Philosophy Lexicon of Arguments

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Description: A. Characterization of singular objects or events instead of giving a name. As opposed to names descriptions are not rigid, i.e. they may refer to different objects in different worlds. - B. Linguistic form for attributing predicates according to the perceptions of objects. See also rigidity, theory of descriptions.
 
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I 348
Descriptions/Frege (also Husserl): descriptions more fundamental than names - for finding the reference of names - MillVsFrege: Names more fundamental - VsMill: mysterious: "enclosed to the object itself" - solution/Mill: not to the object but to the idea of object.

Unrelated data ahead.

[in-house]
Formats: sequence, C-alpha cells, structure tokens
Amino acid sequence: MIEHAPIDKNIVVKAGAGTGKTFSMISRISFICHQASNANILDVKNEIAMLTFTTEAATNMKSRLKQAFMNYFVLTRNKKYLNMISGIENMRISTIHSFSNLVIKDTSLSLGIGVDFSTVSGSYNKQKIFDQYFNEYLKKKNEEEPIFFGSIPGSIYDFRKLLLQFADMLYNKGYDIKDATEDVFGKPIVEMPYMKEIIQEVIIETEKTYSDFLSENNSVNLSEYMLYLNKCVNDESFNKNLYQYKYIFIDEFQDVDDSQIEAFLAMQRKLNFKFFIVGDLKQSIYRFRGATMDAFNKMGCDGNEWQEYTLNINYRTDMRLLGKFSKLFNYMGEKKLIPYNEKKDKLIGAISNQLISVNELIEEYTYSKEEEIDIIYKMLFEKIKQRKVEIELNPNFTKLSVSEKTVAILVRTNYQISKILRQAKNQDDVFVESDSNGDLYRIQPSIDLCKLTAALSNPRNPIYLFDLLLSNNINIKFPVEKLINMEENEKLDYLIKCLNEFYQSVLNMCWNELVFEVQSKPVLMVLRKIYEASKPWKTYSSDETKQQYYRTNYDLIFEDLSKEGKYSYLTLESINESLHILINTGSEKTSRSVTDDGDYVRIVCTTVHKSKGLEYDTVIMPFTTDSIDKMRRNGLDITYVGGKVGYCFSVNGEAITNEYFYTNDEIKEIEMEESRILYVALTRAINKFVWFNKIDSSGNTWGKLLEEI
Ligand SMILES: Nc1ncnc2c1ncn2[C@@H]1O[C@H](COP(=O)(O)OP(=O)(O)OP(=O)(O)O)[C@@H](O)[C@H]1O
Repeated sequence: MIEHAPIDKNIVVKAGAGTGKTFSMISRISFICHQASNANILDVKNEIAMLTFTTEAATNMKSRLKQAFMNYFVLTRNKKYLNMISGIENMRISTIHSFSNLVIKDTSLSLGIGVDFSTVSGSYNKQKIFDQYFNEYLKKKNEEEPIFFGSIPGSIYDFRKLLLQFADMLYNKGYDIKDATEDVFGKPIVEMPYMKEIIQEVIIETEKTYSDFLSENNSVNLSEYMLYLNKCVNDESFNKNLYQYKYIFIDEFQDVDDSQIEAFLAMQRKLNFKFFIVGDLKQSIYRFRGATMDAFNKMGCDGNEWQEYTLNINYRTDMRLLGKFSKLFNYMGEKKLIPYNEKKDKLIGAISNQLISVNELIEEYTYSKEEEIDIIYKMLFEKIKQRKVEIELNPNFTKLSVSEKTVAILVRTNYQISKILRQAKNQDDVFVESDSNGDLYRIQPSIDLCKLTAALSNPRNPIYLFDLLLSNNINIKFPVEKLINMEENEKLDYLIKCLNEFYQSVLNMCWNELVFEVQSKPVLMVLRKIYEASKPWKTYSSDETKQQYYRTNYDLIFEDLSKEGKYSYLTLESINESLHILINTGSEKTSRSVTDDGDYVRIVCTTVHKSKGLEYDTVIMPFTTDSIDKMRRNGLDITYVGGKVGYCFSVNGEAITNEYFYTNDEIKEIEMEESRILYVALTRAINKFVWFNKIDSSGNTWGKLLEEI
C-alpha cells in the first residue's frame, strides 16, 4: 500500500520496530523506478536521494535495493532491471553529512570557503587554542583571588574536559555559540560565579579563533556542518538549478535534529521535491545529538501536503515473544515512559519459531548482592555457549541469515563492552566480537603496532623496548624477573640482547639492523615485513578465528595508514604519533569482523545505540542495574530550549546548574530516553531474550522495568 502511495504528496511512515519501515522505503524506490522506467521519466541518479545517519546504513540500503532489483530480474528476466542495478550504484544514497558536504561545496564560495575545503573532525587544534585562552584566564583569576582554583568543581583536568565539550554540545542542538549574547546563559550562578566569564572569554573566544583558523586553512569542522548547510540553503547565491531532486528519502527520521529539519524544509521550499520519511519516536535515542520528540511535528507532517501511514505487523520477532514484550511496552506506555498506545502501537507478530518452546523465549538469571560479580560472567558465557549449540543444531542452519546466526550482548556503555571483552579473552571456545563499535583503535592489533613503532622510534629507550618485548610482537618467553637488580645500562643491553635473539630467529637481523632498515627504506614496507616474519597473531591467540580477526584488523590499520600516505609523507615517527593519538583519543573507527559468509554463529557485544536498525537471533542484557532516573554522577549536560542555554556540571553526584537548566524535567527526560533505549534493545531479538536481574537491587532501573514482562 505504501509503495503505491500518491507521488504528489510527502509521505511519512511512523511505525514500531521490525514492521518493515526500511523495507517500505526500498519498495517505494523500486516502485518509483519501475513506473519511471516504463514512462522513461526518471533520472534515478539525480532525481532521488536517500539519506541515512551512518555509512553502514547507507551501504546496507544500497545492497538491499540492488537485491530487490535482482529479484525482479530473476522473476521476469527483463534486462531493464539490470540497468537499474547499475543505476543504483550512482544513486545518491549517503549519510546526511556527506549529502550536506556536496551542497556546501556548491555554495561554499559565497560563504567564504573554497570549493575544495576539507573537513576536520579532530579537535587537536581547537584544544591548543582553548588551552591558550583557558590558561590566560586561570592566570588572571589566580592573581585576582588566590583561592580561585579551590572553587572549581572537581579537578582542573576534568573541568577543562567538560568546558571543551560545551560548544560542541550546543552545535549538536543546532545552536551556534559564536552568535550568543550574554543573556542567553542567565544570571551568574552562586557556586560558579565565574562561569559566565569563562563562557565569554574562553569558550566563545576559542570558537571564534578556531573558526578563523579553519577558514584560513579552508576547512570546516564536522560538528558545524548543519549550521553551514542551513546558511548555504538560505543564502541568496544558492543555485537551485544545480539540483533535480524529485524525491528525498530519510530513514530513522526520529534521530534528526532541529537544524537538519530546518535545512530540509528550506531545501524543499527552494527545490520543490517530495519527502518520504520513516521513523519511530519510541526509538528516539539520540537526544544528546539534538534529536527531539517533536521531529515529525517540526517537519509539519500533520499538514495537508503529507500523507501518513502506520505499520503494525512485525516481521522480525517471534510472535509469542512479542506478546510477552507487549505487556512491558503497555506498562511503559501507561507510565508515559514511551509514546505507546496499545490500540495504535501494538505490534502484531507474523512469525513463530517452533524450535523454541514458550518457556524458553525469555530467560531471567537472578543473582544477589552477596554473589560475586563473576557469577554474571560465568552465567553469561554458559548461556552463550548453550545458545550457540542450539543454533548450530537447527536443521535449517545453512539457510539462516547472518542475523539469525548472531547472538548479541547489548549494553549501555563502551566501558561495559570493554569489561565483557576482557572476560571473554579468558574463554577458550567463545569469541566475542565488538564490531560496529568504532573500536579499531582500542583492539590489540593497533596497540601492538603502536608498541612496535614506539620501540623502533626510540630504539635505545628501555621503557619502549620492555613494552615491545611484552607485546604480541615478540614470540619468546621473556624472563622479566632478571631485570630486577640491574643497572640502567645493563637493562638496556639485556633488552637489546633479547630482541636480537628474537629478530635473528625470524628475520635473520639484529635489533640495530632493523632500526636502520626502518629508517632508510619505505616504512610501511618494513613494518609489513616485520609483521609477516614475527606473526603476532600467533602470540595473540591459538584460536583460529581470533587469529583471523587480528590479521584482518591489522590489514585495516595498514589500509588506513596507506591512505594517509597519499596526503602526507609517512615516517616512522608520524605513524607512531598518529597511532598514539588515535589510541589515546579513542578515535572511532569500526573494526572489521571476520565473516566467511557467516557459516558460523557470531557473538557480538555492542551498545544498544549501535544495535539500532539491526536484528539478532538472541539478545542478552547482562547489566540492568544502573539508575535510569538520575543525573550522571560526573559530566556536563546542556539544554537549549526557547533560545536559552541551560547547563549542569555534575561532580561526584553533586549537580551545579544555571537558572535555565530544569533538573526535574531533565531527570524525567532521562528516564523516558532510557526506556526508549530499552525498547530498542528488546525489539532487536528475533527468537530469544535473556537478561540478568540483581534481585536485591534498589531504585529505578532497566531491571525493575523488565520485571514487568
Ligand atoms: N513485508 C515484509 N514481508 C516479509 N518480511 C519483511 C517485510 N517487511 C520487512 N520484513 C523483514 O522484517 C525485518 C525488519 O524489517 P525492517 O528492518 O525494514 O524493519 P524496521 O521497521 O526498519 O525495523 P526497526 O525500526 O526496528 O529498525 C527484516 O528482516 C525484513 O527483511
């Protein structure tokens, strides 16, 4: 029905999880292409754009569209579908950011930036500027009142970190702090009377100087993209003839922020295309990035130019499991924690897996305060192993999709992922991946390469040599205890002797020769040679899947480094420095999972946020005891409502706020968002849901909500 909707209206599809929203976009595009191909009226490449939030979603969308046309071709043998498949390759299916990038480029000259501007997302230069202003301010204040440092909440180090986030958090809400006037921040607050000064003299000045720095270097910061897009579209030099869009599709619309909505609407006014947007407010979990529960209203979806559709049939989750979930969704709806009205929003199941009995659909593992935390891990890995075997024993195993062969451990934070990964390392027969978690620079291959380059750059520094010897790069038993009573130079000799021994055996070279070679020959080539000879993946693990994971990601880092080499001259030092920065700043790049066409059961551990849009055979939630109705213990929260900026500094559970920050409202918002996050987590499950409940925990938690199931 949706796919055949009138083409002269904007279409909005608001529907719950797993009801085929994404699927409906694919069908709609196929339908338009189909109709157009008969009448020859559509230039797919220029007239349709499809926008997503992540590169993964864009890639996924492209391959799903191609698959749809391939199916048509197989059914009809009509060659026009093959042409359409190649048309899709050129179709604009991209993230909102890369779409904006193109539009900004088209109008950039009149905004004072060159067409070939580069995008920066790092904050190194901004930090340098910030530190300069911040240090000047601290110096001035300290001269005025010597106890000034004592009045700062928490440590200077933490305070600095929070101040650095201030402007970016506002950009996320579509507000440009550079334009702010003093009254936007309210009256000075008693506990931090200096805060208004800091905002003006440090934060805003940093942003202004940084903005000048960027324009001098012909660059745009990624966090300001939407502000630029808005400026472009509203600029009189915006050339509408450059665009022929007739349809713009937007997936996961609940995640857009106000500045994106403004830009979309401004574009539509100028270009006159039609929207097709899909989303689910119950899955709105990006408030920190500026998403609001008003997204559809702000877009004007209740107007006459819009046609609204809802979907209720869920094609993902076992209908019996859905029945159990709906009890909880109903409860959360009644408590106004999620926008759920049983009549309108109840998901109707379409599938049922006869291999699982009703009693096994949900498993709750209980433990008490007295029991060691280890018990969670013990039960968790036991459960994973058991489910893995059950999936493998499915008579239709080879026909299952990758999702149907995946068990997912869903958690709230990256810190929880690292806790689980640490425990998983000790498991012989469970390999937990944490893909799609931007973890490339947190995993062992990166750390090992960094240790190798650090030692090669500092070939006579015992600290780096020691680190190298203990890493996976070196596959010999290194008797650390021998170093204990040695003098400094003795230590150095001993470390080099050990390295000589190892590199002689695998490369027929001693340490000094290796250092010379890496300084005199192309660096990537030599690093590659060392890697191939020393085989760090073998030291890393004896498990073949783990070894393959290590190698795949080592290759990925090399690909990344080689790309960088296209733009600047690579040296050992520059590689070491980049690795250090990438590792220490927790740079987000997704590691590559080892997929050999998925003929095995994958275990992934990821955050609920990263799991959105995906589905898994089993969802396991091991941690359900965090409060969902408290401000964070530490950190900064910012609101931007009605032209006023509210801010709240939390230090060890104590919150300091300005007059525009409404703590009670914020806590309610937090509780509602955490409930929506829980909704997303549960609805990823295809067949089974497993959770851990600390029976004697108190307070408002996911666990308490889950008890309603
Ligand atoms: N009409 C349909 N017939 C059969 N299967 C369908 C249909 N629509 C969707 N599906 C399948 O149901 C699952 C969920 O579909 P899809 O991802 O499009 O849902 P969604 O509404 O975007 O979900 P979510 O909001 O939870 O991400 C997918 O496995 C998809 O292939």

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I 378
Frege: names are abbreviations for descriptions - shortened description.
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I 396
Description/properties/Identification/Tugendhat: doubtful whether descriptions can really pick out an object - "original" property: E.g. "the highest mountain", "the second highest mountain," and so on - problem: there can also be two mountains of the same height, at one point there can be multiple or none so-and-so - Tugendhat: there must be added something else, ostension, name or location - E.g. someone who is lead in front of the highest mountain, does not need to know that it is the highest - (s) and "this mountain" is not a property.

Tu I
E. Tugendhat
Vorlesungen zur Einführung in die Sprachanalytische Philosophie Frankfurt 1976

Tu II
E. Tugendhat
Philosophische Aufsätze Frankfurt 1992


> Counter arguments against Tugendhat



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Ed. Martin Schulz, access date 2017-05-27